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After months of courtship and four offers, AbbVie sealed the deal on Friday to buy Shire and pave the way for the Chicago-based drug firm to become domiciled in the U.K., Shire’s current tax home. But American companies seeking friendlier tax policies are attracting more scrutiny from the Obama administration and Capitol Hill of late, given the industry’s string of inversion deals this year.
In June, medical device maker Medtronic (MDT) announced a deal to buy rival Covidien (COV) for $42.9 billion. The transaction sets up a tax move to Ireland, which is often the center of tax inversions thanks to the country’s comparatively low corporate tax rate of 12.5%.
Pfizer (PFE) made an unsuccessful attempt to secure a tax inversion through a $118 billion buyout of U.K.-based AstraZeneca (AZN). The bid, which was dropped in May, would have created the world’s largest pharmaceutical company.
The U.S. has a federal corporate tax rate of 35%, while the U.K.’s main corporate rate is 21%.
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Treasury Secretary Jack Lew recently sent a letter to congressional tax-writing committees to request legislation that prevents companies from leaving U.S. tax bills behind, retroactive to May 2014.
“We should prevent companies from effectively renouncing their citizenship to get out of paying taxes,” Lew wrote.
Lew endorsed legislation proposed by congressional Democrats. The Joint Committee on Taxation, a non-partisan congressional panel, estimates the bill will allow the Treasury to maintain $19.5 billion in tax revenue over the next 10 years.
Republicans have also voiced concern over the trend, but lawmakers on the GOP side believe the deals signal a bigger issue with the nation’s tax code. Sen. Orrin Hatch (R-Utah), the top Republican on the Senate Finance Committee, responded with his own letter to Lew, saying the administration’s method of addressing tax inversions would amount to “constructing a wall” around American businesses.
However, Hatch left the door open to short-term steps that Congress can take “to address corporate inversions and related issues” until an agreement on comprehensive tax reform can be reached.
“The debate would be more appropriately shifted toward tax reform and making companies more competitive in the global economy we operate in,” AbbVie chairman and chief executive Richard Gonzalez said during a conference call with analysts. “Today we’re at a disadvantage. That’s the important debate we should be having.”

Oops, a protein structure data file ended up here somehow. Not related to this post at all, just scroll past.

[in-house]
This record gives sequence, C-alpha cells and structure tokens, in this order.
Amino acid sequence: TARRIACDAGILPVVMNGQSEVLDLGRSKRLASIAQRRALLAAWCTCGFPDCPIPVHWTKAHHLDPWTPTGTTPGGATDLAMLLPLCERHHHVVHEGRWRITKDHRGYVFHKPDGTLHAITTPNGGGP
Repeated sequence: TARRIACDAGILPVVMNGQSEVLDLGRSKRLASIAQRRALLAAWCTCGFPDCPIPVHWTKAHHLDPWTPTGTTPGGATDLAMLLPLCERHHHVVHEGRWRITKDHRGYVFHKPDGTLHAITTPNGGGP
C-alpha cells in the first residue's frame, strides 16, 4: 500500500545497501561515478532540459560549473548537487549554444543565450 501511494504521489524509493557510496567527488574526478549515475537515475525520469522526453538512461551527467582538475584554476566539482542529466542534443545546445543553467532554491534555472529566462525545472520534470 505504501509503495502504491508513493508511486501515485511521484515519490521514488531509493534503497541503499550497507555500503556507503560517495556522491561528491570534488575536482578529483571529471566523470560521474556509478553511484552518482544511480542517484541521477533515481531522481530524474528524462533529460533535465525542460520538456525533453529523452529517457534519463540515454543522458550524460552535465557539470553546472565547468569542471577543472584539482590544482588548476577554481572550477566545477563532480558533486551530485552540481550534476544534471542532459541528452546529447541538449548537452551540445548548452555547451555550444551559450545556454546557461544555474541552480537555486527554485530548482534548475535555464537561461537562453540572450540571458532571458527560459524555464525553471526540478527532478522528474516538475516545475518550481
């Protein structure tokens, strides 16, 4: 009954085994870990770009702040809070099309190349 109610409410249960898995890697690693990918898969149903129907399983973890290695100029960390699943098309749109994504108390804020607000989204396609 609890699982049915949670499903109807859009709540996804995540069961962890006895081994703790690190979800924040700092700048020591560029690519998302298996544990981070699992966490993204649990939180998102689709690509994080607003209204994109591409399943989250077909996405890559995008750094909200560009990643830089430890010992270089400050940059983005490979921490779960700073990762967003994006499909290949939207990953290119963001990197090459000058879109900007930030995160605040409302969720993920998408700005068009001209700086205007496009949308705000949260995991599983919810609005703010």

Investors are staying cautious. Shire’s U.S. shares were trading 1.6% higher at $257.50, below AbbVie’s offer of roughly $259 a share. But with D.C. still working on an approach to tax inversions, deals like AbbVie’s pending acquisition of Shire appear safe from political roadblocks for now.
“The problem is Democrats want to do something specific to [tax inversions]. Republicans say you’re putting companies in a bind because they’re not competitive. They want broader tax reform,” Sanford Bernstein analyst Ronny Gal said.
Sen. Hatch’s letter raises the odds of a legislative fix, but only slightly. “We moved from a 1% chance to maybe a 20% chance,” Gal remarked.
Unlike Medtronic’s proposal to combine with Covidien, AbbVie will be required to cover a break-up fee of up to $1.6 billion even if it chooses to walk away from the Shire acquisition because of changes to U.S. tax laws. Medtronic retains an option to abandon its deal if policymakers block tax inversions.
Gonzalez noted that AbbVie believes the deal is “highly executable.” AbbVie, which projects its overall tax rate will drop from 22% to 13% by 2016, is expecting the transaction to close during the fourth quarter of 2014.
Beyond tax inversions, the pharmaceutical sector has been driven toward consolidation amid an influx of generic drugs entering the market. Companies are seeking to replenish their pipelines of new treatments, as generics take a bite out of brand-name drugs.
For instance, Pfizer’s sales have suffered from the expiration of patents for Lipitor and other drugs. Pfizer booked a 6% decline in revenue last year.
Gonzalez stressed that achieving a lower tax rate wasn’t the company’s primary motivation to secure a deal with Shire. AbbVie wouldn’t do the deal if it was solely about taxes, he said.
Analysts have said AbbVie, which was spun off by Abbott Laboratories (ABT) last year, will benefit from diversifying its portfolio of drugs. The company currently relies heavily on rheumatoid-arthritis treatment Humira, the best-selling drug worldwide. Humira generates more than half of AbbVie’s sales.
The addition of Shire “would diversify AbbVie's product portfolio away from Humira for autoimmune diseases with the addition of strong drugs for neuroscience indications and rare diseases,” Morningstar analyst Damien Conover wrote in a research note to clients.
By purchasing Shire, AbbVie will broaden its portfolio to include treatments for attention deficit hyperactivity disorder, such as Adderall, and rare diseases. AbbVie has already increased spending on research and development to pursue late-stage treatments for cancer, hepatitis C and multiple sclerosis.
Shire reported second-quarter results on Friday, unveiling revenue growth of 20% to $1.5 billion. The company cited higher sales of Vyvanse, another ADHD drug. Shire also saw increased demand for Cinryze, a treatment for a rare genetic disease called hereditary angioedema.